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Original Issue


Who better to take the helm of SPORTS ILLUSTRATED'S publishing operation than a man who has sailed with Dennis Conner and against Ted Turner?

Don Elliman is such a man, and it gives me great pleasure to turn the wheel of publisher over to Don, whose newly created title is president and publisher of SI. Don has worked at Time Inc. for 25 years, most recently as president of the sales and marketing division. He will bring enthusiasm, inspiration and great ability to the publishing side, while at the same time allowing me, as managing editor, to devote my energies to overseeing SI's editorial efforts.

Don is no stranger to the sporting life. "It was a rare day between the ages of 12 and 21 that I wasn't either sailing or skiing," he says, "and more of the former." Raised in Bronxville, N.Y., Don is a 1967 graduate of Middlebury College, where he majored in economics and minored in skiing and lacrosse (crease defenseman). Over the years Don, a former instructor at the Larchmont (N.Y.) Yacht Club, has sailed just about everything from an eight-foot dinghy to a 12-meter yacht. Among his exploits are one transatlantic crossing, two Fastnet races and three Southern Ocean Racing Conferences. "I've had a few hairy moments," he says, "but nothing where I thought I was going to cash it all in. Of course, I can't speak for my fellow crew members." Don serves as a trustee of the New York Yacht Club, and he was on the board of directors for New York's Operation Sail 1992, a parade of tall ships from all over the world.

When the time comes to trade salt spray for snow spray, Don, his wife, Mary, and daughters Kristin, 17, and Lindsay, 15, and sons Mac, 7, and Andrew, 5, can often be found on the slopes of Mad River Glen, Vt., and Vail, Colo. Don's skiing abilities have enabled him to become "fast" friends with former U.S. Olympic skiers Billy Kidd and Jimmie Heuga. Each year Don helps organize—and participates in—Heuga's Mazda Ski Express at Vail, a charity skiing event that benefits victims of multiple sclerosis, from which Heuga has suffered for 20 years. Don is also an avid golfer, although, truth be told, his efforts on that course are more slalom than downhill.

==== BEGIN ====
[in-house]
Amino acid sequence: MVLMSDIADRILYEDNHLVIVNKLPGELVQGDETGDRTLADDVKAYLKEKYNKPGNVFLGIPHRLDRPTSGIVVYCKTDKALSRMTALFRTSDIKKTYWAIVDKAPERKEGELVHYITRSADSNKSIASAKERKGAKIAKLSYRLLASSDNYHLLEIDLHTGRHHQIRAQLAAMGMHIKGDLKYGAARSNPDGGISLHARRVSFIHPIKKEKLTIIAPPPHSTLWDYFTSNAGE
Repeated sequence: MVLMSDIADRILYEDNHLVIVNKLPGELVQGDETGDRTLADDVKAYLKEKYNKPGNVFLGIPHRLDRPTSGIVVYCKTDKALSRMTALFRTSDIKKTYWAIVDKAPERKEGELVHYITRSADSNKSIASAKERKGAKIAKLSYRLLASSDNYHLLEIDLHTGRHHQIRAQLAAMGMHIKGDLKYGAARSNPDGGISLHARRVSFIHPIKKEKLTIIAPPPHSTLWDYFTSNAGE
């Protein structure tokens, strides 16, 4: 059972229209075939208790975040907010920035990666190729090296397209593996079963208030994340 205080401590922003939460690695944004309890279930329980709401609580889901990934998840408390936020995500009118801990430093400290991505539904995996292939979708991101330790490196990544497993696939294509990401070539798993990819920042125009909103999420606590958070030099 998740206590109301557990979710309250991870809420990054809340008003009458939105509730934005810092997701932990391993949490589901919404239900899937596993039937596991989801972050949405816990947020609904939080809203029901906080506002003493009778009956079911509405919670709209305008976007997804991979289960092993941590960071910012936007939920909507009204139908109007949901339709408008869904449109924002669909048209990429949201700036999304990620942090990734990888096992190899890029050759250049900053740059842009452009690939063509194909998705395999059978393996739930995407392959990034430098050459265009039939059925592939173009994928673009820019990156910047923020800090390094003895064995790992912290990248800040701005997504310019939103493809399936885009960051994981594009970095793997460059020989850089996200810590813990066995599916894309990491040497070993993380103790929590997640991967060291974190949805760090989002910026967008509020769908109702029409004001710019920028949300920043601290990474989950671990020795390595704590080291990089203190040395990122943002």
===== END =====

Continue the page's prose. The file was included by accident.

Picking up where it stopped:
"When my sports buddies heard that I was being named publisher of SI," says Elliman, "their reaction was pretty much the same: You lucky stiff. And I would have to agree with them. I'm absolutely thrilled to be working for a magazine I've read cover to cover for as long as I can remember."

As for what he hopes to accomplish at SI, Don says, "Basically, I'll try and make sure we continue to keep the wind at our backs."



Elliman will now lend his vision to SI's business side.